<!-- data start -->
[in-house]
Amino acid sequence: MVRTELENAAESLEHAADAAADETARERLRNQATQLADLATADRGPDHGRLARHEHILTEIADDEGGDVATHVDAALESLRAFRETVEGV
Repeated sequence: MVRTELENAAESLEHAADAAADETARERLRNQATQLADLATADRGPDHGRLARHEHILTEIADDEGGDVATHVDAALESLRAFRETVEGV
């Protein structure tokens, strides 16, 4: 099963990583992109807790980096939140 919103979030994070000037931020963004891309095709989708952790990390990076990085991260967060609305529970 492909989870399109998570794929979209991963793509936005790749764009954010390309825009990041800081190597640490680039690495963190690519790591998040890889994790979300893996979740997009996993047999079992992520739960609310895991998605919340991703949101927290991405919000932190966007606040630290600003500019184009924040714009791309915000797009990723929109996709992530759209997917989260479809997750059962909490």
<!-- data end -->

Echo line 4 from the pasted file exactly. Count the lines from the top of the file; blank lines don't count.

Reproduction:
């Protein structure tokens, strides 16, 4: 099963990583992109807790980096939140 919103979030994070000037931020963004891309095709989708952790990390990076990085991260967060609305529970 492909989870399109998570794929979209991963793509936005790749764009954010390309825009990041800081190597640490680039690495963190690519790591998040890889994790979300893996979740997009996993047999079992992520739960609310895991998605919340991703949101927290991405919000932190966007606040630290600003500019184009924040714009791309915000797009990723929109996709992530759209997917989260479809997750059962909490």